In Polymer Plan, students use technology like laser cutters, power tools and vacuum seals; apply science and math to design real projects; and make their own bio-plastics or recycle plastics into new materials. With DNA Selfie, a girl-focused workshop, students actually take DNA selfies and study their own cells under a microscope. They address engineering design challenges to better understand the structure of the DNA molecule; use laser cutters, power tools and vinyl cutters; and meet female scientists and entrepreneurs.

In addition to these programs, AmpItUp offers students an exploration of the inner workings of batteries and circuits that power our daily activities, and Project Inquiry is an innovate eight-month program for high school sophomores that explores concepts in engineering, design, technology and entrepreneurship. Sophomores learn how to use lab equipment, investigate the design process and solve real world problems using technologies like laser cutters and 3-D printers. They, too, work with professional scientists and entrepreneurs who serve as mentors. 

“These high school students work more independently in teams where companies give students a challenge that they’re currently dealing with (like redesigning a logo or some engineering challenge),” Clayton said. “They work on projects where there are aspects of failure built in. This way students experience education that is less about preparation for something in the future and more about doing real stuff now.”

FirstHand has three teachers who facilitate workshops with 15 companies, and through this process, students learn what the real world of STEM careers is really about. As Clayton explained, many young people think there’s only one career, and you do it or fail when in reality most scientists experience a path with many more sidetracks and pitfalls. “One scientist said, ‘I don’t know if this is Plan B, because I’ve gone so far down the alphabet,’” Clayton explained.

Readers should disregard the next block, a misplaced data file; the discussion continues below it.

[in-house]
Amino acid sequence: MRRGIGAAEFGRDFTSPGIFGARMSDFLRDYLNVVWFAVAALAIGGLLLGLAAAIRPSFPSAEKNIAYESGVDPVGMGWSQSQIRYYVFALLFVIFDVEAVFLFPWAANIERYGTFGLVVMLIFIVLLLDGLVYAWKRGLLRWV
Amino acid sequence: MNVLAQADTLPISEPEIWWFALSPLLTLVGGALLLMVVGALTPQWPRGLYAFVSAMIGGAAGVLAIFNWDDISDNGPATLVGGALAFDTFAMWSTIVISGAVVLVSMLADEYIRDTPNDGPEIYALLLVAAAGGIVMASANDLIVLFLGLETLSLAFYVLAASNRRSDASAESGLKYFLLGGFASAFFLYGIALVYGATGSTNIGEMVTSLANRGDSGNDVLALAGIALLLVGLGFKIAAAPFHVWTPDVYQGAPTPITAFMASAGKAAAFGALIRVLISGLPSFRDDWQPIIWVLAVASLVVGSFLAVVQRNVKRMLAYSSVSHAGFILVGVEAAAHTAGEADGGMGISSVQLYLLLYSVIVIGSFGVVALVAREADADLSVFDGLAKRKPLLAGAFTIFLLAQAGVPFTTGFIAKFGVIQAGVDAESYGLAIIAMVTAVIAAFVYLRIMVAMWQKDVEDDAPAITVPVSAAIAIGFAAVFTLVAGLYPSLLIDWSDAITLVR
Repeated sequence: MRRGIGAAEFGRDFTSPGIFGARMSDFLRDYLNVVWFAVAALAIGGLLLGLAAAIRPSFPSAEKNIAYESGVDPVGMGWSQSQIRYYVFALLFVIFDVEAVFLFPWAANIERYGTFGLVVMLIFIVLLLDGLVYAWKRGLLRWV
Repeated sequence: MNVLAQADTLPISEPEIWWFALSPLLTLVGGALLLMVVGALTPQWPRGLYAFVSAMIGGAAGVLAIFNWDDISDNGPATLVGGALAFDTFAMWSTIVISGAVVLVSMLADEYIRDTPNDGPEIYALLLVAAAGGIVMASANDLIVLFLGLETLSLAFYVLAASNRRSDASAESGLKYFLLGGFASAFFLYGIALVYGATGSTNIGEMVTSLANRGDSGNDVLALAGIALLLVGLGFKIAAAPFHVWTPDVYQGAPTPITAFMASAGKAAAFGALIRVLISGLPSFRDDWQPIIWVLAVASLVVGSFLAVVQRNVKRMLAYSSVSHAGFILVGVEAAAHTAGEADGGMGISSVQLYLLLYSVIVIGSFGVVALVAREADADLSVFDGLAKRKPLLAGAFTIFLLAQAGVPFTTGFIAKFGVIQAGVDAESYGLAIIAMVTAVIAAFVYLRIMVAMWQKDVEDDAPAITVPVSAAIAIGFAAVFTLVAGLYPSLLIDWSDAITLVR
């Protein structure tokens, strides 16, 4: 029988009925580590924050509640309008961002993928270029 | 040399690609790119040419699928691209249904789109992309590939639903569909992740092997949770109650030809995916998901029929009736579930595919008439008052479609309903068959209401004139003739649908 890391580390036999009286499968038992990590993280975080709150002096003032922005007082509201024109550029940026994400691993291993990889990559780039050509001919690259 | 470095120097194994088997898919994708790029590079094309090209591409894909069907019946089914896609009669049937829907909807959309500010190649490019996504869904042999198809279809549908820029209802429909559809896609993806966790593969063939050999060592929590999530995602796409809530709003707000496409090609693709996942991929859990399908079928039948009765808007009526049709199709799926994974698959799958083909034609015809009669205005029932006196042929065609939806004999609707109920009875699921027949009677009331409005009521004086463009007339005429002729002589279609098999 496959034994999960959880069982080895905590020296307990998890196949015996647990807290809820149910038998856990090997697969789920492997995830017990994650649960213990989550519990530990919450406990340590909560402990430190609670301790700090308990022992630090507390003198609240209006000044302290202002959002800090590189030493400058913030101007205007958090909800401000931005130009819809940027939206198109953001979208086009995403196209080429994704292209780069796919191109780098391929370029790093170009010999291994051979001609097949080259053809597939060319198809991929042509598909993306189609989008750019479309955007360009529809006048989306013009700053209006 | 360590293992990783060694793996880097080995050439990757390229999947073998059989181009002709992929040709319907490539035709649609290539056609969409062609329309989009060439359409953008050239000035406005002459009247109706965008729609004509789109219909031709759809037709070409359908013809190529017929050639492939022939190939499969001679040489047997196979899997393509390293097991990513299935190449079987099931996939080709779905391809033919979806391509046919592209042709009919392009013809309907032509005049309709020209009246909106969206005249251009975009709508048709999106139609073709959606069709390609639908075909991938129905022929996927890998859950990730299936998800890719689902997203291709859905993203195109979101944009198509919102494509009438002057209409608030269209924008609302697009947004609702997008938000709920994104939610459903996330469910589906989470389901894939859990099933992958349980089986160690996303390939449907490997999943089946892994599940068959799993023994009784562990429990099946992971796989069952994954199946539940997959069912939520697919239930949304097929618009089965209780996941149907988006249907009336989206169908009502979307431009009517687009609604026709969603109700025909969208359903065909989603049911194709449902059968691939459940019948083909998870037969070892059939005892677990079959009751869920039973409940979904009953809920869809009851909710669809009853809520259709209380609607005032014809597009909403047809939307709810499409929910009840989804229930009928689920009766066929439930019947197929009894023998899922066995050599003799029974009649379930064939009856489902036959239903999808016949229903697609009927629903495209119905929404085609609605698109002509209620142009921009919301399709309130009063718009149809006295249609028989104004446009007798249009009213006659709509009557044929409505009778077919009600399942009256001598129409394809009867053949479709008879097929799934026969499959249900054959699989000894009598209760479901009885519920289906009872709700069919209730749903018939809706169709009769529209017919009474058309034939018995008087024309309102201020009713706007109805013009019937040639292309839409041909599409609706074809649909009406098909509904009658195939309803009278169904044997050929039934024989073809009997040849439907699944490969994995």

Summer Programs

Beyond the school year, FirstHand offers summer programs for middle and high school students and for teachers. This summer, the Center will run its second Taste Test program where seventh grade students learn about food and molecular gastronomy in a five-week program. This includes discovering the factors that affect flavor and exploring how senses work together when eating, understanding why each person’s unique genetics influence their tasting experience, and creating foods by turning fruit into spaghetti and the like.

This upcoming summer, the Center’s Teacher Institute will work with more than a dozen teachers in helping them connect careers and 21st-century STEM skills with the classroom. In addition, the Center will pilot a high school intensive camp at students’ request. Details for this program are still in the works.  

Increasing Minorities in STEM

With all of its programming, the Science Center has already impacted the lives of about 600 students in 2016 alone (and more than 400 more who have come to tour the Center). “Roughly 75 percent of students have seen a jump in self confidence and efficacy from this work,” Clayton said. “We have a very high satisfaction in our program because it’s very hands on. We often have to turn down students and partners.”

It’s not surprising that a program like FirstHand (and the Science Center in general) has been so successful. After all, minority and underrepresented students are finally given a chance to experience STEM fields that are normally inaccessible to those who come from poorer school districts. As Clayton pointed out, most programs like robotics or 3-D printing, for example, are offered for a substantial fee or at private or well-funded schools for more well-to-do suburban families and are rarely available to minority students who are poorly represented in STEM fields.     

“I think that there’s a growing trend of programs and increased STEM opportunities for students of diverse backgrounds. But the number of women and minorities pursuing STEM careers is still very low,” Clayton said. “I see us making a dent in this. When we think of the FirstHand, we think of the future being for everyone. We want STEM to be for everyone.” •